A still further object of the present invention is to provide an image processing system which is capable of making it difficult for flickering to occur in an edit screen and obtaining a print result with a small amount of image deterioration even if a reduced and edited binary image is printed, and in which system a manuscript image is read in as a multi-level image, the read-in multi-level image is converted to a binary image by means of a binary conversion means, and the converted image is displayed and edited.

To achieve this object, according to the present invention, there is provided an image processing system in which a manuscript image is read out as a multi-level image, the read-out multi-level image is converted to a binary image by a binary conversion means, comprising:

binary conversion means for converting multi-level pixel data constituting the multi-level image to binary pixel data on the basis of a threshold value;

a first memory in which two or more lines of density errors caused when a multi-level image is binarized by the binary conversion means are stored;

a second memory in which two or more lines of binary pixel data binarized by the binary conversion means are stored;

correction means for correcting read-out multi-level pixel data with error data accumulated in the vicinity of the positions of the multi-level pixel data in the first memory;

first average density computation means for computing an average density value at the objective pixel position in the case where it is assumed that the objective multi-level pixel data corrected by the correction means is binarized to the darkest density pixel data, on the basis of binarized pixel data stored in the second memory;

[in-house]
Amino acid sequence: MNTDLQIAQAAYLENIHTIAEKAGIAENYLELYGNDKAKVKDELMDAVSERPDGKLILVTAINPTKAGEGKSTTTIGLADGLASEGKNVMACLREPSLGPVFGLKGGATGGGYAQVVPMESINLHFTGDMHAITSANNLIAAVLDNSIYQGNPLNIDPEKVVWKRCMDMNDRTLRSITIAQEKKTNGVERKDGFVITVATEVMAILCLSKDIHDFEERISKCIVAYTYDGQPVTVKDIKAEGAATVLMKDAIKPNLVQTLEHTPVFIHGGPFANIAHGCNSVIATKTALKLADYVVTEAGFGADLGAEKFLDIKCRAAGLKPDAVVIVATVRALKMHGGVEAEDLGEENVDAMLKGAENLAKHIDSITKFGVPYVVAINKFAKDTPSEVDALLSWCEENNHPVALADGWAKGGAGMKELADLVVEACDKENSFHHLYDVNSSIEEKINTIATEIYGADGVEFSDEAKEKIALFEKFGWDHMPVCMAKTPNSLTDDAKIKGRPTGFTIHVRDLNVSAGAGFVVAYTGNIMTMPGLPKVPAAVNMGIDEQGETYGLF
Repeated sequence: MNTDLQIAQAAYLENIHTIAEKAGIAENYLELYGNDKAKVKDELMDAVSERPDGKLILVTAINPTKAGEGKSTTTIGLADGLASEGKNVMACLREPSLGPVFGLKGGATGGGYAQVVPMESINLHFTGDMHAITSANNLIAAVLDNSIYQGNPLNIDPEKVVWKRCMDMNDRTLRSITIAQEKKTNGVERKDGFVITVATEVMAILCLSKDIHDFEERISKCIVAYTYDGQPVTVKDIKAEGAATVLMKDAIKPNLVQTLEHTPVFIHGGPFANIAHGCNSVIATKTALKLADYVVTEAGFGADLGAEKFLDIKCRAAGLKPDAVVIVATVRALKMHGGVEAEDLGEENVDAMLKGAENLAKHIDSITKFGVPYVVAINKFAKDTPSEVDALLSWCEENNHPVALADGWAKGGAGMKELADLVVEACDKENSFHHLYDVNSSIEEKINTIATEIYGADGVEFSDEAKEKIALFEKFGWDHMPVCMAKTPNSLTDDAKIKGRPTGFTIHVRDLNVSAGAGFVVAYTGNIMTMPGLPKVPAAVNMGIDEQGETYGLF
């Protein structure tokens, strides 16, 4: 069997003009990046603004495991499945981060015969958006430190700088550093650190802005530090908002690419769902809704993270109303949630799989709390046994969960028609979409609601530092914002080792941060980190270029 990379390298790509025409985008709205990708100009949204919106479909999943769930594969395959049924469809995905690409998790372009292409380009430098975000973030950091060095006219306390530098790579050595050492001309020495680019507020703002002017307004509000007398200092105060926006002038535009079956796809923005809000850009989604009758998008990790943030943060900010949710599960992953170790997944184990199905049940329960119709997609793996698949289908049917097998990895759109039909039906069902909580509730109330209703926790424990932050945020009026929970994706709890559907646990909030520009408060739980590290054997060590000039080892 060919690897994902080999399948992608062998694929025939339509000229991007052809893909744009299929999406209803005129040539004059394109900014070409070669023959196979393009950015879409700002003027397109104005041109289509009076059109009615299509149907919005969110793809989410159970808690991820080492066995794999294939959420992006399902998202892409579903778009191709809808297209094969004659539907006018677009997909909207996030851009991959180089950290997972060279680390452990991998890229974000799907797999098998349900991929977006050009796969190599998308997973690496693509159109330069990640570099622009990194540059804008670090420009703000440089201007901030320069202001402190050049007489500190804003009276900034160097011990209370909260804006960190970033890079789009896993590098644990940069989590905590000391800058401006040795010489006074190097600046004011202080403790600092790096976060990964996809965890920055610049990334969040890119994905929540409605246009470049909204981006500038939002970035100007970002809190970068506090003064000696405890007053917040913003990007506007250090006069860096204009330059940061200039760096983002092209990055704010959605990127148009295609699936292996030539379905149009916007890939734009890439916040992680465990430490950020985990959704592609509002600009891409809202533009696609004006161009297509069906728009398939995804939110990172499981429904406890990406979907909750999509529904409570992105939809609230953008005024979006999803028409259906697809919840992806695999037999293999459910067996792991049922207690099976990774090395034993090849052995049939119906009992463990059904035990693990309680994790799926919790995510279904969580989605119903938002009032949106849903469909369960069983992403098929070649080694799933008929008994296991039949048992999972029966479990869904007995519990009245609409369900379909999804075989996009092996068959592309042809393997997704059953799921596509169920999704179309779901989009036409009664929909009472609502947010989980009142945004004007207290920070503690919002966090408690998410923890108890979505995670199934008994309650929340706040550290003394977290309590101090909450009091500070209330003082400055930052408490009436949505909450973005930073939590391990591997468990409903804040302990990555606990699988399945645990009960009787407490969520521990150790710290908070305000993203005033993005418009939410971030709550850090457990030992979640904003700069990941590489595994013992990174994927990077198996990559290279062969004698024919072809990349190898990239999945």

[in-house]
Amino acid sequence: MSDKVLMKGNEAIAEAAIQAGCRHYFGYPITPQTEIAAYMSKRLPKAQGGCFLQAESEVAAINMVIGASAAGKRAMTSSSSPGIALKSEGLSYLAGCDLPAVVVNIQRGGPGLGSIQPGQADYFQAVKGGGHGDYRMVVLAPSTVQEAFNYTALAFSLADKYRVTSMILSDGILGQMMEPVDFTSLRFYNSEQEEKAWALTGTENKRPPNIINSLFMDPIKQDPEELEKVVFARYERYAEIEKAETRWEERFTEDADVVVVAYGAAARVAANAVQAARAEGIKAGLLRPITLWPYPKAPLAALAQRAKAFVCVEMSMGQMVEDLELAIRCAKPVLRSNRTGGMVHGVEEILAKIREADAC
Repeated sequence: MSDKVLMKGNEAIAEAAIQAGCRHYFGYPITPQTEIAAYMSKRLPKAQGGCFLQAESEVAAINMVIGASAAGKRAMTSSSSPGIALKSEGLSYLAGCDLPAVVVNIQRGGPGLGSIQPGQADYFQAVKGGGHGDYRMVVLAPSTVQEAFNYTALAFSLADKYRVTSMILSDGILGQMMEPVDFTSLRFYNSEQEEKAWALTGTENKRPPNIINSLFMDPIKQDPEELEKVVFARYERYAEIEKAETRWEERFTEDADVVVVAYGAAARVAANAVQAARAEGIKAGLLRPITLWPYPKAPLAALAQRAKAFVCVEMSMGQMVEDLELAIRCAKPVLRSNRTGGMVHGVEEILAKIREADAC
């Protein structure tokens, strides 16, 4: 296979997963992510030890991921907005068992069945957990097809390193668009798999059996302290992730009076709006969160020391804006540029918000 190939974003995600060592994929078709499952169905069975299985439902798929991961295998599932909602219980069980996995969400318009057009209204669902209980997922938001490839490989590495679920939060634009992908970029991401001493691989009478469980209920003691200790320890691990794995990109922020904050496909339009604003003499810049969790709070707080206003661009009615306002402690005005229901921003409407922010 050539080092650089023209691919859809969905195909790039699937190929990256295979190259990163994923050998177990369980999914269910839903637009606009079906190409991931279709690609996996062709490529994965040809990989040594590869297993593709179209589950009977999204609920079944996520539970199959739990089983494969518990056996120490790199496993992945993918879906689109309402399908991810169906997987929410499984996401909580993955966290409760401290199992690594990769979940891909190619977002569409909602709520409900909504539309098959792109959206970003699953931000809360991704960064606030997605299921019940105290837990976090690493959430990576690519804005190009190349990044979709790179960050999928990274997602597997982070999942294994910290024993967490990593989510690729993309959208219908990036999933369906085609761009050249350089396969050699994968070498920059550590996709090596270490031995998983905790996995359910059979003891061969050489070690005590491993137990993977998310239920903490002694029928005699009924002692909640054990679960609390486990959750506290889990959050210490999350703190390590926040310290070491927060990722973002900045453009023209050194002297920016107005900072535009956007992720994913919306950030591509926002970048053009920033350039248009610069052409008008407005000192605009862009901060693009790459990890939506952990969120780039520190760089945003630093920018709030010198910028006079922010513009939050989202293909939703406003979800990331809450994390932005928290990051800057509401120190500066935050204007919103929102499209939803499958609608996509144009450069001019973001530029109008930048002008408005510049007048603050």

second average density computation means for computing an average density value at the objective pixel position in the case where it is assumed that the objective multi-level pixel data corrected by the correction means is binarized to the lightest density pixel data, on the basis of binarized pixel data stored in the second memory;

computation means for computing the average value of the average density values computed by the first and second average density computation means as a threshold value;

detection means for detecting an error value caused when the multi-level pixel data is binarized by the binary conversion means; and

distribution means for distributing an error value detected by the detection means to at least one unbinarized pixel position except pixel positions adjacent to the objective pixel position in the first memory.

Other features and advantages of the present invention will be apparent from the following description taken in conjunction with the accompanying drawings, in which like reference characters designate the same or similar parts throughout the figures thereof.

BRIEF DESCRIPTION OF THE DRAWINGS